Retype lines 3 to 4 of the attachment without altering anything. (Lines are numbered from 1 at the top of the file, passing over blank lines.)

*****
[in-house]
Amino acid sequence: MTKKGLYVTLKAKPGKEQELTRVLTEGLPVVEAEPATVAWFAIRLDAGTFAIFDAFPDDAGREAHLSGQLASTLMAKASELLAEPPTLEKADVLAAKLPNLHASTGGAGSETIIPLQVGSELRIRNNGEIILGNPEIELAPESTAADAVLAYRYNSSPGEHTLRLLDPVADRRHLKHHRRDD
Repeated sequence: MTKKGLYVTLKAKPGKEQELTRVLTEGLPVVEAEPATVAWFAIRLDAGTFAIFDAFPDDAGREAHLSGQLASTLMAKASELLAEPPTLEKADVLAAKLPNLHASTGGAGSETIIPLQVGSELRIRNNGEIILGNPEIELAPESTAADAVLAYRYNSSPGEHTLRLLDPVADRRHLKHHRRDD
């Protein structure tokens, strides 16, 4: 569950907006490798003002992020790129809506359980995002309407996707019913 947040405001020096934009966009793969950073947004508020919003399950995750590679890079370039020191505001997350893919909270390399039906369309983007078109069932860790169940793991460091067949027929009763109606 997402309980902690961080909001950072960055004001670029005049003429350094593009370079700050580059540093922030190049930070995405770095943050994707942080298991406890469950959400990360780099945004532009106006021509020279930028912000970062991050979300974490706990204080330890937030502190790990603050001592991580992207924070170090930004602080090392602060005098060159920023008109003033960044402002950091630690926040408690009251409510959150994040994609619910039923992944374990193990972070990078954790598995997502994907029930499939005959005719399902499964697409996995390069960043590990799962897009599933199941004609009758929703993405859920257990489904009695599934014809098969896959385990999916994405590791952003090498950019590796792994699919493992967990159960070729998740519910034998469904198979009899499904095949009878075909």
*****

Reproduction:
Repeated sequence: MTKKGLYVTLKAKPGKEQELTRVLTEGLPVVEAEPATVAWFAIRLDAGTFAIFDAFPDDAGREAHLSGQLASTLMAKASELLAEPPTLEKADVLAAKLPNLHASTGGAGSETIIPLQVGSELRIRNNGEIILGNPEIELAPESTAADAVLAYRYNSSPGEHTLRLLDPVADRRHLKHHRRDD
């Protein structure tokens, strides 16, 4: 569950907006490798003002992020790129809506359980995002309407996707019913 947040405001020096934009966009793969950073947004508020919003399950995750590679890079370039020191505001997350893919909270390399039906369309983007078109069932860790169940793991460091067949027929009763109606 997402309980902690961080909001950072960055004001670029005049003429350094593009370079700050580059540093922030190049930070995405770095943050994707942080298991406890469950959400990360780099945004532009106006021509020279930028912000970062991050979300974490706990204080330890937030502190790990603050001592991580992207924070170090930004602080090392602060005098060159920023008109003033960044402002950091630690926040408690009251409510959150994040994609619910039923992944374990193990972070990078954790598995997502994907029930499939005959005719399902499964697409996995390069960043590990799962897009599933199941004609009758929703993405859920257990489904009695599934014809098969896959385990999916994405590791952003090498950019590796792994699919493992967990159960070729998740519910034998469904198979009899499904095949009878075909």